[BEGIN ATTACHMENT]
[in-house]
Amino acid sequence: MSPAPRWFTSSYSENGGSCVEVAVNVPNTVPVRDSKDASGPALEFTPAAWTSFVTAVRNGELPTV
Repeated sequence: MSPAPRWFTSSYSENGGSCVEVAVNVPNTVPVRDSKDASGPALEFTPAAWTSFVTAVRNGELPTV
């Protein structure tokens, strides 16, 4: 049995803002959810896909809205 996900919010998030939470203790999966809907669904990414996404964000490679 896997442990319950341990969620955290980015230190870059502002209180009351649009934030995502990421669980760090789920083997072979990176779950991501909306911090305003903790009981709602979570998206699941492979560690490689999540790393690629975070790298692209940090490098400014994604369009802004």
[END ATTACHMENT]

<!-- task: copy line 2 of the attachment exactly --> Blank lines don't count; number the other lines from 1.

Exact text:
Amino acid sequence: MSPAPRWFTSSYSENGGSCVEVAVNVPNTVPVRDSKDASGPALEFTPAAWTSFVTAVRNGELPTV